Marysville News

Police hoping for safe Beggars Night

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Whether you call it Beggars Night or trick-or-treat, it is a night meant for one thing.

"It's a time to have fun," Marysville Police Chief Floyd Golden said.

During Golden's more than eight years in Marysville, he said he cannot remember a Halloween where something unusual happened and he wants to keep it that way.

"We'll have six or seven cruisers out that night. We will have some extra overtime officers out," he said.

Trick-or-treat is scheduled from 6-8 p.m. Oct. 31 in Marysville. The extra officers will be out long after 8 p.m.

"There's a difference between trick-or-treating and vandalism," Golden said. "It's not just a trick to take somebody's pumpkin and throw it out in the street or against a car, write on windows, or upset things."

Police officers will patrol to make sure there is no vandalism in the city, he said.

Some pumpkins have been broken over the last week throughout Marysville, according to Golden, and a car in the Mill Valley neighborhood was hit with a pumpkin.

"It was a parked car but it can still do a lot of damage,""he said.

A semi traveling on U.S. Route 33 was damaged by a pumpkin thrown from the state Route 4 bridge on Oct. 15.

"That goes beyond being funny or a trick. You can kill somebody that way,"Golden said.

Patrol officers will be joined by members of the Safe Communities/Safe Kids Coalition on Halloween night, he said.

"It's something we started doing about three years ago," Union County Health Department Public Information Officer Jennifer Thrush said.

"The goal of the volunteers is pedestrian and traffic safety," she said. "They pass out glow necklaces plus literature to remind people of safety issues."

Golden said parents need to be prepared in order to ensure their children's safety during trick-or-treat.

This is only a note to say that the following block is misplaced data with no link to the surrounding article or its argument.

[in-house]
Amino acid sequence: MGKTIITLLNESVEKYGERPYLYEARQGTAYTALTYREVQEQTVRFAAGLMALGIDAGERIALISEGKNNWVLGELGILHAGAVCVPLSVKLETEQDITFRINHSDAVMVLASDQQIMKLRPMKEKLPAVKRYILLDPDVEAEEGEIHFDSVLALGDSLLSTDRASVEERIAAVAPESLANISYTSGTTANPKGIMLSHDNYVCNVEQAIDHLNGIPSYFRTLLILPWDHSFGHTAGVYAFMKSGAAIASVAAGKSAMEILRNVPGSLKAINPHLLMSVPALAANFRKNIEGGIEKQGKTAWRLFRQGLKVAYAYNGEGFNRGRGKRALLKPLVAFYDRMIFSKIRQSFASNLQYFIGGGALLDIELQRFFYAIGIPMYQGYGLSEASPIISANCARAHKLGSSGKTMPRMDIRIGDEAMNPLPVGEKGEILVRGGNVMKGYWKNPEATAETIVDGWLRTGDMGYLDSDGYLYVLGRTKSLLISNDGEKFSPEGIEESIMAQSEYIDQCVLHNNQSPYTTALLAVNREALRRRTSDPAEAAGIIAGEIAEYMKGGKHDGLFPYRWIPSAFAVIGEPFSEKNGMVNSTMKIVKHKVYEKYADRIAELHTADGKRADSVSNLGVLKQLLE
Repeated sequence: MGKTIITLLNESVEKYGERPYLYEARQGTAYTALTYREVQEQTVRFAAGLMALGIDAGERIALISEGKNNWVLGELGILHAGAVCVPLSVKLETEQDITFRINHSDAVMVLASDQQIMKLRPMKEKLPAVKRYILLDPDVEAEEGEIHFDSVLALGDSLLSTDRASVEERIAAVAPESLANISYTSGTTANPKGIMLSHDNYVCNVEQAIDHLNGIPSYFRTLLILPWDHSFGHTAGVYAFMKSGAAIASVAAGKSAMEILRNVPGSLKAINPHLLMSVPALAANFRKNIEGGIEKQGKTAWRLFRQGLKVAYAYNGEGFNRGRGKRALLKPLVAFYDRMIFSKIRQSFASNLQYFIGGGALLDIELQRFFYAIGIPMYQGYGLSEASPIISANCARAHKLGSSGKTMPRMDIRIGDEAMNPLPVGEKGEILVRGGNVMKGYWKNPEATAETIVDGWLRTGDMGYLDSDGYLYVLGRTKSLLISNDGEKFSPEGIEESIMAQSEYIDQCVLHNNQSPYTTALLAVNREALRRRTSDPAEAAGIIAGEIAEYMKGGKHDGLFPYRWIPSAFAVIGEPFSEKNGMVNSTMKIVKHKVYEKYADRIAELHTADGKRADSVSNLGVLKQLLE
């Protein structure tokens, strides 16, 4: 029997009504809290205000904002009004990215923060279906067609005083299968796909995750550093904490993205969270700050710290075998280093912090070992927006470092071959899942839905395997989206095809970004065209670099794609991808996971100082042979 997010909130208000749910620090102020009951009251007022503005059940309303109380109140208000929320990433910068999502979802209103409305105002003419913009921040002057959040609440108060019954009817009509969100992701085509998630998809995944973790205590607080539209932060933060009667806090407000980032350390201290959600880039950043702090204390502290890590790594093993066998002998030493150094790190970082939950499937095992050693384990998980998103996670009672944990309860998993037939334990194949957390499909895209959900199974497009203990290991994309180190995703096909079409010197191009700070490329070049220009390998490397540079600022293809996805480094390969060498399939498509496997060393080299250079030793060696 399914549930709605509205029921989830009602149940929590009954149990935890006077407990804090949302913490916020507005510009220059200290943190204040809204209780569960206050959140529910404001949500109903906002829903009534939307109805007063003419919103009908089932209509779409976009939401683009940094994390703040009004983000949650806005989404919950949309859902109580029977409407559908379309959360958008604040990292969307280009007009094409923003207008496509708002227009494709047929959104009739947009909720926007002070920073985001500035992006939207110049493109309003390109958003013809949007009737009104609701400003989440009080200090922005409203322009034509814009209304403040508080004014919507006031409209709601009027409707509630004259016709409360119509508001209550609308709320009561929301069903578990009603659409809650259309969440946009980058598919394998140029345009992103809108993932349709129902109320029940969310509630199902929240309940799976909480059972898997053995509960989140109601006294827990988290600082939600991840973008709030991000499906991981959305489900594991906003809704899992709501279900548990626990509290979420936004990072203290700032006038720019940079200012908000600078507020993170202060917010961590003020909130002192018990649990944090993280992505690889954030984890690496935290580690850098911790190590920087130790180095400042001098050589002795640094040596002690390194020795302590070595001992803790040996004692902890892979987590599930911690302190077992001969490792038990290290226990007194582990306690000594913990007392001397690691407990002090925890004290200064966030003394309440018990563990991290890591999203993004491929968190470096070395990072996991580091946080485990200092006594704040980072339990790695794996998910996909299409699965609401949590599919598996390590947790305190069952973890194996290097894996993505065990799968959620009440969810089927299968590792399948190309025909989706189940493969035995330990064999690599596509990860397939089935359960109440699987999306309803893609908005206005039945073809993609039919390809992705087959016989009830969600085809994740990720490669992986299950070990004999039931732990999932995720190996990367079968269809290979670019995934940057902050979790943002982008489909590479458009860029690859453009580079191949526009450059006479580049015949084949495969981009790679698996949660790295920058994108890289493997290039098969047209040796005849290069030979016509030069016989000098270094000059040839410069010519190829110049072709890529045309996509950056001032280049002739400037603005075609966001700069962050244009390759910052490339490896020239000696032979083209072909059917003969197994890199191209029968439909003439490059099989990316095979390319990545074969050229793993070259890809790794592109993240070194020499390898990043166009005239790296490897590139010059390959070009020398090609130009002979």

He recommends children carry a glow stick or a flashlight of some kind.

Costumes should be fireproof but should also be short enough not to trip children.

False faces hinder sight and hearing for trick-or-treaters, he noted.

Children also get preoccupied with the festivities of the evening -- "especially the little ones that see something across the street," Golden said.

"They'll dart out across the street and don't really think about cars," he said.

Technology can also be helpful when children go out on their own or in groups.

Golden recommends at least one child in the group carry a cell phone with numbers programmed in so it is easy to get in touch with parents quickly.

"Also, you need to be familiar with the neighborhood that you're in," he said. "It doesn't hurt to get on the sex-offender registry and see where those folks may reside and avoid those residences. "

That list can be found at sheriffalerts.com/cap_main php? office=55206.

Golden said the officers on the street are there to help but children should not approach other strangers in cars to get candy.

He also stressed that drivers must pay attention, drive below the speed limit on neighborhood streets and not pass stopped cars that may be dropping off children during the community event.

"The children can pop out from behind cars just anywhere,"Golden said.

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